5Politics in America 2014: 134; Almanac of American Politics 2014: 239–240; Cynthia Mondoza, “Gonzales Wins With Over 62%,” 7 June 2012, El Chicano Weekly: A3.
6Almanac of American Politics 2014: 240; Raymond Hernandez, “For Bloomberg, a ‘Super PAC’ of His Making,” 18 October 2012, New York Times: A1; “With Guns Blazing,” 19 October 2012, New York Daily News: 34; Election Statistics, 1920 to Present, http://history.house.gov/Institution/Election-Statistics/Election-Statistics/ ; Michael Howard Saul, “Mayor Backs Vote Winners,” 8 November 2012, Wall Street Journal: n.p.; Sean Sullivan and Aaron Blake, “Mitt Romney Is Back,” 25 January 2013, Washington Post: n.p.
7Richard Simon, “California’s Freshman Class,” 4 January 2013, Los Angeles Times: AA1.
8“Full Biography”; Almanac of American Politics 2014: 239.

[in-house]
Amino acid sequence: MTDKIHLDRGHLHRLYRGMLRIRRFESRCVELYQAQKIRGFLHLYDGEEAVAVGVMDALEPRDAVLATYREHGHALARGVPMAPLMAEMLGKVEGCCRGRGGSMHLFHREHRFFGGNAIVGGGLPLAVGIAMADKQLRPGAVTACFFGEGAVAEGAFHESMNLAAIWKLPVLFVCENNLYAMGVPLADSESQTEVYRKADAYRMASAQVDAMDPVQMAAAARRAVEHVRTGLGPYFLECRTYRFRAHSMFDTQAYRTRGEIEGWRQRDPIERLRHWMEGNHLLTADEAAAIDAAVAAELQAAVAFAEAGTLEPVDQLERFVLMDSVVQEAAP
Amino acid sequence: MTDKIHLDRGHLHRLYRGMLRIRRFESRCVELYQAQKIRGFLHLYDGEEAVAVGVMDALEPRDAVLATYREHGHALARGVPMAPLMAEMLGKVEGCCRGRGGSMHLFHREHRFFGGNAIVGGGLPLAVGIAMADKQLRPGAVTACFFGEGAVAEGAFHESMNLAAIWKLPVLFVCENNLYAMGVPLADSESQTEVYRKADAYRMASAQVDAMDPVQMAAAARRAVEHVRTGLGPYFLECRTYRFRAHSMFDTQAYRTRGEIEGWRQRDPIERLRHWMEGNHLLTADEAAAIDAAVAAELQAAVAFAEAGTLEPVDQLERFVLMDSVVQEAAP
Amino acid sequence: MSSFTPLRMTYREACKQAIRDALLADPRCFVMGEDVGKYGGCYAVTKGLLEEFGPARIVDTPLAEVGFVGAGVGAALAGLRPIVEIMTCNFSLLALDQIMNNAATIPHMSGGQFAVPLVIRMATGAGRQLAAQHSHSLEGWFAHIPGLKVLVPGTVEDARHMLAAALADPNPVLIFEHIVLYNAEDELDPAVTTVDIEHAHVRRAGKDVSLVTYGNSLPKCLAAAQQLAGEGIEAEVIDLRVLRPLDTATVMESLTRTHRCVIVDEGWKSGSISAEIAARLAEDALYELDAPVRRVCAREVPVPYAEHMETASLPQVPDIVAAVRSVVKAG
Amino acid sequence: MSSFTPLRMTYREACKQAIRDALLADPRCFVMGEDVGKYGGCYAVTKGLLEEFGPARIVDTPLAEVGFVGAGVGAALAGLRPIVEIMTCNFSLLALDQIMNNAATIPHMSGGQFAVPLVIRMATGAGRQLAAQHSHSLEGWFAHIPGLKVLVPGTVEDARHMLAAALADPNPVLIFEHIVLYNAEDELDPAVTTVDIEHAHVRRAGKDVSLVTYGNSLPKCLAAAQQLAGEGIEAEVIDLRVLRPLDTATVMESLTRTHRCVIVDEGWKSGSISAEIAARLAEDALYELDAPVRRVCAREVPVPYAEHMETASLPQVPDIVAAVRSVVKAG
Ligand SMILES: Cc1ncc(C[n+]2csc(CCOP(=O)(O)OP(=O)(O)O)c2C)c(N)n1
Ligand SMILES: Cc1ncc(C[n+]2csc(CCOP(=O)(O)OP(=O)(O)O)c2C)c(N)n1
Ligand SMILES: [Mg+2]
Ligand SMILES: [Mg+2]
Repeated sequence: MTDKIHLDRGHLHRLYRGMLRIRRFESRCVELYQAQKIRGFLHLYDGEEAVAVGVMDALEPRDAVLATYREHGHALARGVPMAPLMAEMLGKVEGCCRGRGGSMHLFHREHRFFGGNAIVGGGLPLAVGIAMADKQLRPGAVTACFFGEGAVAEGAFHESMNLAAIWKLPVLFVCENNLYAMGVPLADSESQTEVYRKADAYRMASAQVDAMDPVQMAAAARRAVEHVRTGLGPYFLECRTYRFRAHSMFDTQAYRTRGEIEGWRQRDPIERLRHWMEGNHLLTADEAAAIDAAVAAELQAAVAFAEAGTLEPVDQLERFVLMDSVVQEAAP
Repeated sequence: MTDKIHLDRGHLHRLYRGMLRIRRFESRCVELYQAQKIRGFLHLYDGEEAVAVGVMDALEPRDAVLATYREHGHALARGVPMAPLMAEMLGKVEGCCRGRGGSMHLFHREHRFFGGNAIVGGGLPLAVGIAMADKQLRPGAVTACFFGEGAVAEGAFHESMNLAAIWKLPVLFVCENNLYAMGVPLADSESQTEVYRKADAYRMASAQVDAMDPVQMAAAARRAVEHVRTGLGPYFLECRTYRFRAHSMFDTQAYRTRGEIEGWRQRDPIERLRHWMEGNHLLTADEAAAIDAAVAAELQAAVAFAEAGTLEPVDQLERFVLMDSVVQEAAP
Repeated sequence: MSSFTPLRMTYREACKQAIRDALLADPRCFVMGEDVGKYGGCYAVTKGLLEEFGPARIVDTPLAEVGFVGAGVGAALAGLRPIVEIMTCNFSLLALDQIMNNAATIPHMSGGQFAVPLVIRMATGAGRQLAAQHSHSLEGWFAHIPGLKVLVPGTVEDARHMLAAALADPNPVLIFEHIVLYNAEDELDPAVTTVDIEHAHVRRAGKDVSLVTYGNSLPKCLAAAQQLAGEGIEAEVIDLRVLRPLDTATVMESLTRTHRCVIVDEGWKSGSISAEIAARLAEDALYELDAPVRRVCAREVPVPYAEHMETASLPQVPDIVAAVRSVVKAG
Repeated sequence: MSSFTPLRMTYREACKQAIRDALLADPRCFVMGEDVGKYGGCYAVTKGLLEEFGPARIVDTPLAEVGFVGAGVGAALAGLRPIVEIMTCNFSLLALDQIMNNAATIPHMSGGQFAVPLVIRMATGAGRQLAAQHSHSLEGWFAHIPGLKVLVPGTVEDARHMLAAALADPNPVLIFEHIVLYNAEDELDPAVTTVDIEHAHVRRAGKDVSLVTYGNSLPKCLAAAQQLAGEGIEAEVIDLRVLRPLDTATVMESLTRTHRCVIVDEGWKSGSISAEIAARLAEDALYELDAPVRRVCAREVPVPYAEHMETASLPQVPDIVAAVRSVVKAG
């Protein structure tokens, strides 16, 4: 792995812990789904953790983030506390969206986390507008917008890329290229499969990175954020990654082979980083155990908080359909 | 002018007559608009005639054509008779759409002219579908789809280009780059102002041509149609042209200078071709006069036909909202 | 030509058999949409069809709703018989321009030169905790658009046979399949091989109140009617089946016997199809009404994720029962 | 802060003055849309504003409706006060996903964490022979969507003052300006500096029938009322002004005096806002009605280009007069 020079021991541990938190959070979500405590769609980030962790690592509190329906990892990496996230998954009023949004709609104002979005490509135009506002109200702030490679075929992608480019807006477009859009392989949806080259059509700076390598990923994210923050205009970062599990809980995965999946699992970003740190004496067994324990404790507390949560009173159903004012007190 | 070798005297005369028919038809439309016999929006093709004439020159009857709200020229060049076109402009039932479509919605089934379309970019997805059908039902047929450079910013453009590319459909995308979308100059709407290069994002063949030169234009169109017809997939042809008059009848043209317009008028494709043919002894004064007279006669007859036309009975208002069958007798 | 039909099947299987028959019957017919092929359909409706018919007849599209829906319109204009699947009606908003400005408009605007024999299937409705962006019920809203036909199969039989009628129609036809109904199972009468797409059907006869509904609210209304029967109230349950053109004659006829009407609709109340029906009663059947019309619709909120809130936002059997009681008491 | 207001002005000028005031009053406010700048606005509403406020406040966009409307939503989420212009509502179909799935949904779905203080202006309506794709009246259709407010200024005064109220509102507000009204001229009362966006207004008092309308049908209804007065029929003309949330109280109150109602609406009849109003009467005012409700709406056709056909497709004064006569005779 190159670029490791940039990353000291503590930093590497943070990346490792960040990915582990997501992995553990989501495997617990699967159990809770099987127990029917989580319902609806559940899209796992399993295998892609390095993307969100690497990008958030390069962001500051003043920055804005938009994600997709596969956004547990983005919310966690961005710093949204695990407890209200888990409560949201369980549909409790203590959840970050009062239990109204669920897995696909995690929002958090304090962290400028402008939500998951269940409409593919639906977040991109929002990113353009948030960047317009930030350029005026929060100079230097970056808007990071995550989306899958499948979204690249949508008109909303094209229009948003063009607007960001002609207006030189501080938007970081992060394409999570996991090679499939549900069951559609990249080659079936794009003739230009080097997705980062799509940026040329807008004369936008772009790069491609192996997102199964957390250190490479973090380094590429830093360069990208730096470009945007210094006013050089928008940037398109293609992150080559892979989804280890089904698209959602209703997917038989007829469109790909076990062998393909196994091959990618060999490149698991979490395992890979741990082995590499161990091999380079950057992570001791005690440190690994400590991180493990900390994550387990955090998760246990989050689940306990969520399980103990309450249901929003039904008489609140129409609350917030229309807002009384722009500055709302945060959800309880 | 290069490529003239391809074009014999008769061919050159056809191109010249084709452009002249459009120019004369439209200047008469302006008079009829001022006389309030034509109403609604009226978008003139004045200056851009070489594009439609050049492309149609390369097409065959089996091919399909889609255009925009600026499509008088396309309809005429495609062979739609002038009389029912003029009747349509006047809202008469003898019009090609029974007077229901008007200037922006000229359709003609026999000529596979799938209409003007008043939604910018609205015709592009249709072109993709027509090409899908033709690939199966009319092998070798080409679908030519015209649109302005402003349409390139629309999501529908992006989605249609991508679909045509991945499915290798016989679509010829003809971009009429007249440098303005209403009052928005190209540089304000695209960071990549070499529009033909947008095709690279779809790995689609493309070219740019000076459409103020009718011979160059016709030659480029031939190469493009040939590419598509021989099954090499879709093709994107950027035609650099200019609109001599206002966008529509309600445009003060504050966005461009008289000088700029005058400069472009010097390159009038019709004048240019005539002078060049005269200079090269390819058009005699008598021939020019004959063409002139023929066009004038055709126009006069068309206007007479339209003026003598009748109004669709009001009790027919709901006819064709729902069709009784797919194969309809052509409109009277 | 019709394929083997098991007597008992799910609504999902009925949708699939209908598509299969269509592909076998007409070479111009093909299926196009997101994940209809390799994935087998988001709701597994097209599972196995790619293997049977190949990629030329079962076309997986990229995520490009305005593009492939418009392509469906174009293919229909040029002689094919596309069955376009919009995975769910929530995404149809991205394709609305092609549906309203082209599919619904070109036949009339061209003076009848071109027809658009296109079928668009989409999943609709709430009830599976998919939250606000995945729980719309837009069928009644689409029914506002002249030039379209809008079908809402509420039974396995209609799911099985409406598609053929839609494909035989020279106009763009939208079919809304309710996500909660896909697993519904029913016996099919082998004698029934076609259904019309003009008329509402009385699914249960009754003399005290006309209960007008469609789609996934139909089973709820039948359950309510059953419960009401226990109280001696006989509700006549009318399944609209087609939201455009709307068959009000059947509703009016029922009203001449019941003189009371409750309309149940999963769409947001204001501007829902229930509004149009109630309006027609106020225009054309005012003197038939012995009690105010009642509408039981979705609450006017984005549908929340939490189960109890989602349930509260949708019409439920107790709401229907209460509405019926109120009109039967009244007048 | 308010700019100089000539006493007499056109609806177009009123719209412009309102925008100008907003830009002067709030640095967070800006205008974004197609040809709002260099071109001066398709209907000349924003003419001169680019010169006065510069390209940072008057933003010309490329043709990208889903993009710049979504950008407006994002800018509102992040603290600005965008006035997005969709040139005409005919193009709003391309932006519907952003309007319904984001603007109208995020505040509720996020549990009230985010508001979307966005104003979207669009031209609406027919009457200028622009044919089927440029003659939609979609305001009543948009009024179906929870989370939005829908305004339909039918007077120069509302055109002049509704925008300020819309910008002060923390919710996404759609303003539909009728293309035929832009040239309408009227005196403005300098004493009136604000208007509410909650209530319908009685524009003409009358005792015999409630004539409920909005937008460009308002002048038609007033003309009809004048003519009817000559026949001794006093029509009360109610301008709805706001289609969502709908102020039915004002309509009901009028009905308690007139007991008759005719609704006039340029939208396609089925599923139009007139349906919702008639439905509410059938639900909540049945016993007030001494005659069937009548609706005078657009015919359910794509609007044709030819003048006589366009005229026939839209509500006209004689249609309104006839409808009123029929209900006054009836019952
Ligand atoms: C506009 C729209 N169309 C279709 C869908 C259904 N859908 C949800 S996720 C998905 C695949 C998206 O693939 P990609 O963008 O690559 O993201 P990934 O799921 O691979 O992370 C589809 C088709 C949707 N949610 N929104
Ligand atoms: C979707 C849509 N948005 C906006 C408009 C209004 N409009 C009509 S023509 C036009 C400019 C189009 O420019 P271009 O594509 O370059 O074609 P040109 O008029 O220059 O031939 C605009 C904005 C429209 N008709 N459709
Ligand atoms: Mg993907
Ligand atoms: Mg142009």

9“Full Biography”; Almanac of American Politics 2014: 239. Negrete McLeod had served on a similar committee in the California senate. See Politics in America 2014: 134.
10Congressional Directory, 113th Congress, S.Pub. 113–12: 37. See also “Rep. Negrete McLeod Takes Father of Newtown Victim to State of the Union,” 14 February 2013, El Chicano Weekly: A6.
11“Rep. Negrete McLeod Takes Father of Newtown Victim to State of the Union.”
12Congressional Record Daily Edition, 113th Cong., 1st sess., 20 March 2013: H1641; Congressional Record Daily Edition, 113th Cong., 1st sess., 18 April 2013: H2157.
13Congressional Record Daily Edition, 113th Cong., 1st sess., 13 June 2013: H3950; Congressional Record Daily Edition, 113th Cong., 1st sess., 26 June 2013: H4078.
14Congressional Record Daily Edition, 113th Cong., 1st sess., 14 June: H3031; Congressional Record Daily Edition, 113th Cong., 1st sess., 28 October 2013: H6792; Congressional Record Daily Edition, 113th Cong., 1st sess., 10 December 2013: H7617.
15Congressional Record Daily Edition, 113th Cong., 1st sess., 19 June 2013: H3915.
16Congressional Record Daily Edition, 113th Cong., 1st sess., 12 October 2013: H6557.
17Congressional Record Daily Edition, 113th Cong., 1st sess., 18 September 2013: H5599.